They clearly show what has been left in the curriculum.

That is a valuable thing. If, for no other reason, this makes them a worthwhile artefact.

Do students need to commit what is on the knowledge organiser to memory?

Here is one view:

Don’t make knowledge the enemy of thinking. To apply, explore and predict we need lots of knowledge and this knowledge needs to be remembered. (Daisy Christodoulou)

I am convinced that to apply, explore and predict we need lots of knowledge. 

I’m not as convinced the knowledge needs to be recalled rather than just recognised.

An Open Letter to the Federal Education Minister Simon Birmingham

Dear Simon,

It takes a village to raise a child.

Much gnashing of teeth, furrowing of brows and pointing of fingers has resulted from Australia’s performance on the recent TIMSS and PISA tests.

The TIMSS tests measure a narrow band of maths and science achievement for Year 4 and Year 8 students. They have been conducted every four years since 1995. PISA measures maths, science and reading of 15 years olds.

For those who have not read a newspaper or listened to any news for the past week, the results for Australia were not great. On TIMSS our students performed about the same as they did in the past three to six years. On PISA they performed significantly worse than  in 2006.

My first complaint Simon is that we exaggerated the negative. It has been reported that Australian Performance in Maths and Science on TIMSS is slipping. In fact it is not slipping. It is not improving either.

Is Australia doing worse in TIMSS? No, we are doing about the same.

Is our ranking slipping? Yes. Other countries are doing better.

Semantic maybe, but let’s not catastrophize more than we need to.

On the ABC news last night it said we had plunged from 13th to 28th in Year 4 Maths, 12th  to 17th in Science. The media cried, “We’ve now fallen behind Kazakhstan!

Yes, we were previously performing better than Kazakhstan and now we are performing worse than Kazakhstan. Why is everyone singling out Kazakhstan? Borat has much to answer for.

On PISA Australia performs better than the US and the UK and is significantly above the OECD average.

Mention some positives too Simon.

You said the results are “appalling”.

You said we need to move away from “just throwing more money” at education and look at what teachers are doing in the classroom.

Fair point. But Simon, you should look at the fine detail of the data. If we judged Australia’s performance on these tests by the results of ACT students, Australia would be in the top five in the world. When you include the NT, Tassie and all those low SES and rural areas in the data set, we slip quickly down the rankings.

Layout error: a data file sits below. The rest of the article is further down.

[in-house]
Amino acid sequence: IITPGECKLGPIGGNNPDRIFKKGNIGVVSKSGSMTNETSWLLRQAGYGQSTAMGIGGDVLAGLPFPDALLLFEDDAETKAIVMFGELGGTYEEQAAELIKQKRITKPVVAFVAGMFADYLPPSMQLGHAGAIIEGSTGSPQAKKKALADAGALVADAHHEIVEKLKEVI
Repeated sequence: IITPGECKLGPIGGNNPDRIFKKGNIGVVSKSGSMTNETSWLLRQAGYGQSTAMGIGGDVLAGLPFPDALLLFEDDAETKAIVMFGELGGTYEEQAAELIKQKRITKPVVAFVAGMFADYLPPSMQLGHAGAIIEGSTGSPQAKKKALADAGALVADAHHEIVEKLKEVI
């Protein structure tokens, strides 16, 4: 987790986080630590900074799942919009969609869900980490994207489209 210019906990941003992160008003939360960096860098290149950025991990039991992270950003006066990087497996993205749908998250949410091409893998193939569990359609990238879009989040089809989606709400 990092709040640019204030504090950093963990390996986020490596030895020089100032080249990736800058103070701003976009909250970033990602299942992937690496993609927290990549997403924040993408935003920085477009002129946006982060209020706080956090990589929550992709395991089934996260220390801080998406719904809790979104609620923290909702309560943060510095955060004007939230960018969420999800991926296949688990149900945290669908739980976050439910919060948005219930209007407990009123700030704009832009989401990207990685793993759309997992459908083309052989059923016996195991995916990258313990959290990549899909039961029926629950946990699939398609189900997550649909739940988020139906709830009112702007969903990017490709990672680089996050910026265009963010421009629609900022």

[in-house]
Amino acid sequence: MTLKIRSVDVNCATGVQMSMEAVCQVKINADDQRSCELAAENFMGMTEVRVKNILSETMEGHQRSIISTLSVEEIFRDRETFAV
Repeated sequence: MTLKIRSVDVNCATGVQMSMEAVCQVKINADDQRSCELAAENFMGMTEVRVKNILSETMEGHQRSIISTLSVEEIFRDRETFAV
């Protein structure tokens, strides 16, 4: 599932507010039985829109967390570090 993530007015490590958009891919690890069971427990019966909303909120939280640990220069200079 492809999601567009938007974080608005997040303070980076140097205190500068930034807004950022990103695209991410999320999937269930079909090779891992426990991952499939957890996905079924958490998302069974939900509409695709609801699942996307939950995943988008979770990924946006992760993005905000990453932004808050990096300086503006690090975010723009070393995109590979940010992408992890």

Australia is a low equity county in terms of education. Our kids from advantaged backgrounds with highly educated parents do way better than those from disadvantaged backgrounds. This is more pronounced in Australia than in other countries and it is getting worse!

Gonski still matters Simon.

Inequity in the Australian education system is a massive problem. These international studies like TIMMS and PISA, and  our own NAPLAN, continue to highlight the growing gap in educational attainment between the haves and have nots in Australian society.

Sometimes people need hard data to see the picture more clearly.

Here are the six secondary schools in the local area where I live. We are 100km from Melbourne.


You can see that most high income families send their children to non-government schools. 

Notice that indigenous students are also concentrated in the government system.

To compound  disadvantage even further, the amount of money spent on education in a private school is more than at the government school. It is a classic case of the the rich getting richer. We are putting more resources into the most advantaged students.

The conservative governments argue that wealthy parents have a right to spend their money on their children’s education to give their children the best they can afford.

I agree, but the government shouldn’t then chip in as well to widen the gap between rich and poor. In the Australian education system that is exactly what we do. 

To quote the PISA report, “Generally speaking the smartest countries tend to be those that have directed more resources to their neediest children.”

Look at the table above. In Australia we do the opposite!! Not smart Simon.

As the Education Minister in charge, you need to do something to fix this.

And while you are at it, instead of jumping straight into the teaching profession as the only cause of these poor results look more broadly. Just blaming teachers for the TIMMS and PISA results is like saying doctors are wholly responsible for the overall level of Health in Australia. Teachers are one part of the picture. The other parts of the picture seem to have been completely overlooked.

Students and parents need to lift their game too.

In fact the whole village needs to get on board here.

Look at the Asian tigers at the top of the PISA and TIMMS tables. When their kids do badly at school Asian parents are ashamed. They take responsibility. They do something about it. They hire tutors; they insist their children put more effort into their studies. When I visited Singapore recently there were maths homework books and tutorial centres at every train station. Being educated, doing really well at school, is central in their lives. Central to the culture of the society is personal responsibility and hard work.